Alopecia is a common condition which adversely affects the quality of life. There are several causes which are primarily cicatricial or noncicatricial. It is not always possible to make an accurate and quick diagnosis from clinical examination only. Invasive methods, such as scalp biopsy or painful clinical tests like hair pull test may be required. Under such circumstances, dermoscopy is useful in the form of a noninvasive tool to diagnose different types of hair loss. It is also used to assess prognosis, monitor treatment response, and selecting the ideal site for biopsy, if required.

Trichoscopy is the microscopy of skin of scalp and hair at its surface. This term was first coined by Lidia Rudnicka and Malgorzata Olszewska in 2006.1 It can be achieved by a handheld dermascope or a video dermascope. The magnification attained varies from 10 to 50 times or higher depending upon the instrument used.2 The part of hair follicle above scalp surface and the perifollicular epidermis is examined by this method.

Four basic structures on the scalp are analyzed using a dermoscope. They are hair shafts, hair follicle openings, perifollicular epidermis, and blood vessels. A normal scalp in type IV or V skin shows 2 to 4 terminal hairs emanating from a single follicle with a brown reticulate or honey comb pigmented network over the scalp. Single and double hair units are found in temporal scalp, whereas triple hair units predominate in the occipital scalp (Fig. 1).3

Hair shafts are described with respect to their thickness and pigmentation along their length, fractures, and shape changes, such as node, curls, and twists. Normally, a terminal hair appears as uniformly pigmented and thick. Vellus hairs which are about 10 percent of all follicles appear as short, less pigmented, and thinner. Regrowing hairs are pigmented as that of terminal hairs and have tapering ends, thus being differentiated from vellus hairs.4 Follicular openings are seen and described as dots in dermoscopy. The dots are of various colors. The pigmented hairs that are broken at the scalp surface appear as black dots. Yellow dots represent the empty follicular openings that contain sebaceous materials. White dots, if irregular and bigger, represent a perifollicular fibrosis and if regular and smaller, do correspond to eccrine gland openings. Red dots are seen in discoid lupus erythematosus. Dirty dots, seen as brown, black particulate dots, and loose fibers are caused by nonmicrobial environmental particles. These can be easily removed after shampooing and are normally seen in healthy children.5 Perifollicular epidermis findings include scaling, differences in color and surface characteristics of scalp skin, and presence of any discharge. Blood vessels are also evaluated in dermoscopic examination. Their arrangement is of importance to diagnose inflammatory conditions or scarring alopecia.

Fig. 1

Terminal pigmented hair with follicular units of two to three hair


Alopecia Areata

It is a type of alopecia resulting from loss of the immune privilege of the hair follicle, thereby causing autoimmune destruction of the later. Sudden onset of complete patchy hair loss is the commonest presentation (Fig. 2).

Dermoscopic features:

Yellow dots: These are regularly distributed and represent the hair follicles that contain keratosebaceous material.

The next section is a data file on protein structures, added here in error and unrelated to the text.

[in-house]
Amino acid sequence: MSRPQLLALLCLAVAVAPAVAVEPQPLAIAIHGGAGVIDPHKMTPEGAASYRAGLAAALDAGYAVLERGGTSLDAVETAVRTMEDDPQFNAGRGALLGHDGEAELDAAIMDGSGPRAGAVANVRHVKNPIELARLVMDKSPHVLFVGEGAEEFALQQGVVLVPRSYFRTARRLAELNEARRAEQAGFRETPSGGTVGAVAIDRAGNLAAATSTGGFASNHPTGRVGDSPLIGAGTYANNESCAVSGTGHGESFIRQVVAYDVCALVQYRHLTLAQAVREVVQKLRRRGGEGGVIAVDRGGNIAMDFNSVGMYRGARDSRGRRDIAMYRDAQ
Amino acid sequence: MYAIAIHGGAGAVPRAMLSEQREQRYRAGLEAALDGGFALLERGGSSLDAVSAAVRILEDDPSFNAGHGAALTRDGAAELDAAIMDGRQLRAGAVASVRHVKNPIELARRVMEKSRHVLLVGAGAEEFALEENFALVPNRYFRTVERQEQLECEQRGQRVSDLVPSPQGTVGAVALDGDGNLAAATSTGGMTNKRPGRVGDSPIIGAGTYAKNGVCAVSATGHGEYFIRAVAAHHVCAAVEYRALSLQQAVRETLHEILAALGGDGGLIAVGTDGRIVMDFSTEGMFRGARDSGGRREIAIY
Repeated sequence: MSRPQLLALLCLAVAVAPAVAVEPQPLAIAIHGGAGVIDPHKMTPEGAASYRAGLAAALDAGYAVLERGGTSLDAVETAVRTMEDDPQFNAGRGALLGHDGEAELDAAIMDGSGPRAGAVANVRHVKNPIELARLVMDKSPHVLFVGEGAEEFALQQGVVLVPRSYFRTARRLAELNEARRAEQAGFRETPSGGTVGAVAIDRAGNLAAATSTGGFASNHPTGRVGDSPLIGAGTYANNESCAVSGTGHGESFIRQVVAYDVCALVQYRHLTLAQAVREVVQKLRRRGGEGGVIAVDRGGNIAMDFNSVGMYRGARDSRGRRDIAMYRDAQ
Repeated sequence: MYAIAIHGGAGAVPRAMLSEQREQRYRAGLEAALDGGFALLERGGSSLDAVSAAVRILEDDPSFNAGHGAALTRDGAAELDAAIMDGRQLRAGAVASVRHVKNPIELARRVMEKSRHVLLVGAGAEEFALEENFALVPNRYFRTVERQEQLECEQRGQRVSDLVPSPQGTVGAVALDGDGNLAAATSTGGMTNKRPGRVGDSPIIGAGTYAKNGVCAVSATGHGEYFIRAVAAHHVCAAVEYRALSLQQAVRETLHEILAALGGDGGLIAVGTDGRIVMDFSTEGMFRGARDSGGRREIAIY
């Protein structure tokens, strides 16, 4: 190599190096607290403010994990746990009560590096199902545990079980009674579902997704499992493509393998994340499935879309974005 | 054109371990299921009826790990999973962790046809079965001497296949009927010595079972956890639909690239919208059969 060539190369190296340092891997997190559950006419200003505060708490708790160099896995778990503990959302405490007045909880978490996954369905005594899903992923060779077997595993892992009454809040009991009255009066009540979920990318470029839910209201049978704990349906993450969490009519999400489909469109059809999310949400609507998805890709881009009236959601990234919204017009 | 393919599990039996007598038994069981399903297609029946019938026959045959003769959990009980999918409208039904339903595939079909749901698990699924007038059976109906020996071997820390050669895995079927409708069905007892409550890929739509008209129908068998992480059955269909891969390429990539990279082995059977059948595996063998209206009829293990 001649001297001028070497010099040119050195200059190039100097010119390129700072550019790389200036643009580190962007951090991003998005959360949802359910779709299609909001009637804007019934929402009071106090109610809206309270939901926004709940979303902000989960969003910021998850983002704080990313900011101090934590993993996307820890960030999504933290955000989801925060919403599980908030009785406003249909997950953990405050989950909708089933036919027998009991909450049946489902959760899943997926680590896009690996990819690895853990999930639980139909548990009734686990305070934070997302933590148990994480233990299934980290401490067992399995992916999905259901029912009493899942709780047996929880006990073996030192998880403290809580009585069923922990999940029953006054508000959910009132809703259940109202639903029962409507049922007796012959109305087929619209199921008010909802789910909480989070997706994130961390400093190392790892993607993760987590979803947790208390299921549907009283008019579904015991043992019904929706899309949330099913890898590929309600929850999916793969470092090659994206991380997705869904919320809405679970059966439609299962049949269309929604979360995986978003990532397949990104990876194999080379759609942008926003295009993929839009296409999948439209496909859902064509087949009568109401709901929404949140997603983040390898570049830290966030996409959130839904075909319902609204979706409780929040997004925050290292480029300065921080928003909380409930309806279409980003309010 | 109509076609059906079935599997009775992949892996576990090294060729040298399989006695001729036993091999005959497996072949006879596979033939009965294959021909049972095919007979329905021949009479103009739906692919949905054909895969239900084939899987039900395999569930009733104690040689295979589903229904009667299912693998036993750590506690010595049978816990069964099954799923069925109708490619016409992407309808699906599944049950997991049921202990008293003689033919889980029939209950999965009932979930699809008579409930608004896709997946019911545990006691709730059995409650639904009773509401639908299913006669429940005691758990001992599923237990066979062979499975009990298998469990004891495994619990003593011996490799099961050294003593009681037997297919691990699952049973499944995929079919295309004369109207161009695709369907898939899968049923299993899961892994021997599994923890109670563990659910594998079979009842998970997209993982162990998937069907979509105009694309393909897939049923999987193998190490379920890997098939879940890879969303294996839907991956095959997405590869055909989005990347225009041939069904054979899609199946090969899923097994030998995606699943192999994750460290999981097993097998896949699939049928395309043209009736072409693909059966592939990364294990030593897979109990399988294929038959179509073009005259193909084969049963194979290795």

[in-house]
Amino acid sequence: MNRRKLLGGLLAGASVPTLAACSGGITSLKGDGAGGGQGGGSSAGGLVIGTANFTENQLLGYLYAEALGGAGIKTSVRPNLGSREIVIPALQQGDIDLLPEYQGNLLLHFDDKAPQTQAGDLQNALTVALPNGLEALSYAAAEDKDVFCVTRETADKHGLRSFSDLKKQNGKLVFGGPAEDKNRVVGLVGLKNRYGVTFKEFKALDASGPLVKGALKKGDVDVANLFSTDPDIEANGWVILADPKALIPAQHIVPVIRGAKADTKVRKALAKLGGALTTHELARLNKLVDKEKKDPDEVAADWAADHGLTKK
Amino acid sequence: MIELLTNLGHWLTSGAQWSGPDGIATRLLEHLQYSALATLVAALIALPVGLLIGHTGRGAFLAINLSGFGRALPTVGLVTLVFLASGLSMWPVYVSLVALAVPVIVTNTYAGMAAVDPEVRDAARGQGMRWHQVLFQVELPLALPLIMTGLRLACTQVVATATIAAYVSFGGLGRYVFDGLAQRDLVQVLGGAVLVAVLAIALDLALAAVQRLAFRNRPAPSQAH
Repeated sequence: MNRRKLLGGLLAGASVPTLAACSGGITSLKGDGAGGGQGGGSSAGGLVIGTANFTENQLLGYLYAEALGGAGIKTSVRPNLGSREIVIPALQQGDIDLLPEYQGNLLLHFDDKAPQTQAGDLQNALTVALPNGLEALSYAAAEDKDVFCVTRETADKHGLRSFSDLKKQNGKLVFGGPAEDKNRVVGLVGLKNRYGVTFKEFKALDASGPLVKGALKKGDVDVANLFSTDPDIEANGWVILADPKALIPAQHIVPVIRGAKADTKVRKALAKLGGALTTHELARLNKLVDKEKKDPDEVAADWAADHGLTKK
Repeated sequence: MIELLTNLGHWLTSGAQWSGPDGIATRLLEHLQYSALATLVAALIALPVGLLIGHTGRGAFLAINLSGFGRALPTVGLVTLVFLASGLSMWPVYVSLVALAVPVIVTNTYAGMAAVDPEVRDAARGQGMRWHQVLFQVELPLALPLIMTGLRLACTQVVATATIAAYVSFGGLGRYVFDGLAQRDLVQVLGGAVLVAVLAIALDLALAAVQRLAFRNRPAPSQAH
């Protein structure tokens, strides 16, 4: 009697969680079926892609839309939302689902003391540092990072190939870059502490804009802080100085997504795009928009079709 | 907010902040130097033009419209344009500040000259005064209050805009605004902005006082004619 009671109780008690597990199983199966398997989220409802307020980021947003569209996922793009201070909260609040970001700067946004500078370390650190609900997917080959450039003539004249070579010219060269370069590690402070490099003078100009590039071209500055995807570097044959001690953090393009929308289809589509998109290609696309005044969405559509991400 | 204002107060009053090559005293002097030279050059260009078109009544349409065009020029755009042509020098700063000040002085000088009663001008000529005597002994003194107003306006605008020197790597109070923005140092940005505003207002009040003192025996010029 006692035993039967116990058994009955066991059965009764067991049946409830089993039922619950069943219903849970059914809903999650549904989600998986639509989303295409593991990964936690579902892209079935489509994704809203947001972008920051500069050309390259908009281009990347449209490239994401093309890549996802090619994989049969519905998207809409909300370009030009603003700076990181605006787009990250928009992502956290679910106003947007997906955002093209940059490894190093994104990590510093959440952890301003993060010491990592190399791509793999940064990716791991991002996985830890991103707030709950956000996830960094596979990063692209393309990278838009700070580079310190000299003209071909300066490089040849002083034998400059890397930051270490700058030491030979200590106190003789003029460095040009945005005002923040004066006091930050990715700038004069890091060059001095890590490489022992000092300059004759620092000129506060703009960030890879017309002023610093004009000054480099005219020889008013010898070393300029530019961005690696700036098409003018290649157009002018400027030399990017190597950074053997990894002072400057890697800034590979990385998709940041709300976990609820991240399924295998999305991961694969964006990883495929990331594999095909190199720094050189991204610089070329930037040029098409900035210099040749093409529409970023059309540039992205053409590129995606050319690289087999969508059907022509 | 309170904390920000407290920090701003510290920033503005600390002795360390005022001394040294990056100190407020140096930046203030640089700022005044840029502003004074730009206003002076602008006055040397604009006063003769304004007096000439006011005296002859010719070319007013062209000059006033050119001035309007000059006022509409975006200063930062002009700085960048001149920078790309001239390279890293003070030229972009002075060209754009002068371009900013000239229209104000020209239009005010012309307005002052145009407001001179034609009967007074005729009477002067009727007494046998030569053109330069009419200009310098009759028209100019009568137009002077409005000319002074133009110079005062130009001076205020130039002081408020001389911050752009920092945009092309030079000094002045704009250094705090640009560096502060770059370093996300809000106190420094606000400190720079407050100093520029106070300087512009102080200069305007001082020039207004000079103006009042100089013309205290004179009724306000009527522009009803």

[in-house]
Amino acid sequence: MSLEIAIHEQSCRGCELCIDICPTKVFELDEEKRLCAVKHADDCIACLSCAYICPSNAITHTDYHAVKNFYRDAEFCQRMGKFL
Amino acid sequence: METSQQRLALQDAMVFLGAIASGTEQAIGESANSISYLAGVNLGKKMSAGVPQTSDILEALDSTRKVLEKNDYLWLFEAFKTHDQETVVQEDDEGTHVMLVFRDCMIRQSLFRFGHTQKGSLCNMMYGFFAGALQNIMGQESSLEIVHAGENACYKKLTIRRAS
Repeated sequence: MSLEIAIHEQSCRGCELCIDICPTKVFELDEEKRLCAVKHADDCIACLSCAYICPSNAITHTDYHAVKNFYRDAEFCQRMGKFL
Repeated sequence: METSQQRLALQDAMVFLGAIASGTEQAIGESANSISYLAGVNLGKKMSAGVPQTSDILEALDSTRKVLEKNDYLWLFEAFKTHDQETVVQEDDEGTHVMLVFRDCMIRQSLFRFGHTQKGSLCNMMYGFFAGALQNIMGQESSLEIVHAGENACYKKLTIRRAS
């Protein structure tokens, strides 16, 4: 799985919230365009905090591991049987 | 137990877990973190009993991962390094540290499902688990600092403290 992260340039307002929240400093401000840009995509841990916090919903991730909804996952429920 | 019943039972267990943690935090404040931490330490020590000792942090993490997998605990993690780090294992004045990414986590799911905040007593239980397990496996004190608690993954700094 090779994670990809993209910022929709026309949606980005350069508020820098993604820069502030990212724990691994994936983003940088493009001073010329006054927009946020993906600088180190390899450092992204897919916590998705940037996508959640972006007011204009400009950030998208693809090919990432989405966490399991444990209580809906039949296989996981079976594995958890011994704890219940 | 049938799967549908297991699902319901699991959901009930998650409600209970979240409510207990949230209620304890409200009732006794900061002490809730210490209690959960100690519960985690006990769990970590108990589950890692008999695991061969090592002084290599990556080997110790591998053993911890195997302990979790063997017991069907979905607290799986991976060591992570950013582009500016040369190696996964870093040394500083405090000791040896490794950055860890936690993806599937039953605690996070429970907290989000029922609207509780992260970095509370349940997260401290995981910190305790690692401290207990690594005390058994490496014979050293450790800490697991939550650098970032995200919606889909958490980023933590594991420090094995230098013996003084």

Black dots: These represent the pigmented hairs which are broken at the scalp surface.

Micro exclamation hairs: These are 1 to 2 mm short hairs with tapered proximal end and thicker distal end.

Regrowing hairs: These are short and vellus hairs. These regrowing hairs may appear as regularly coiled, described as pigtail hairs. There is an irregular coiling of hair seen in case of trichotillomania.

Coudability sign: It is a terminal hair with a kink at its proximal end. This is considered as sign of disease activity and can be a substitute for the hair-pull test.6

Short vellus hairs and yellow dots are the sensitive marker of alopecia areata.

Black dots, cadaverized hairs, and tapering hairs are the most specific findings and correlate with disease severity.7

Alopecia Areata Incognita

An acute and diffuse form of alopecia areata usually involves whole scalp, clinically resembles telogen effluvium.

Fig. 2

Black dot, exclamation hair, and coudability sign in alopecia areata


Dermoscopic features:

Numerous diffuse yellow dots of different sizes and a large number of regrowing tapered terminal hairs are in the entire scalp.

Androgenetic Alopecia (AGA)

This is the most common patterned alopecia in both the sexes. Male and female AGA share similar dermoscopic features (Fig. 3).

Dermoscopic features:

  • Heterogenous thickening of the hair shaft is the most striking feature. Miniaturization of hair follicles causes presence of hairs of different thickness simultaneously present on scalp. A hair shaft diameter variation of more than 20% is the characteristic finding. This variation in hair diameter has been termed as “anisotrichosis.”8

  • A higher proportion of vellus hairs is another common feature seen in AGA. This is frequently seen over frontal scalp. However, this finding is not unique to AGA.

  • Brown discoloration of the perifollicular scalp is seen in 20 to 66 % of cases of AGA.9 This is indicative of perifollicular inflammation and is seen in the early stages of AGA.10 This sign is less seen in darker skin in comparison to western population.11

  • There is a decrease of number of terminal hairs in individual follicular unit. In the late phase of disease, follicular units with one hair predominate in contrast to normal hair follicles which may have up to four terminal hairs. It is also seen in telogen effluvium and other forms of anagen hair loss.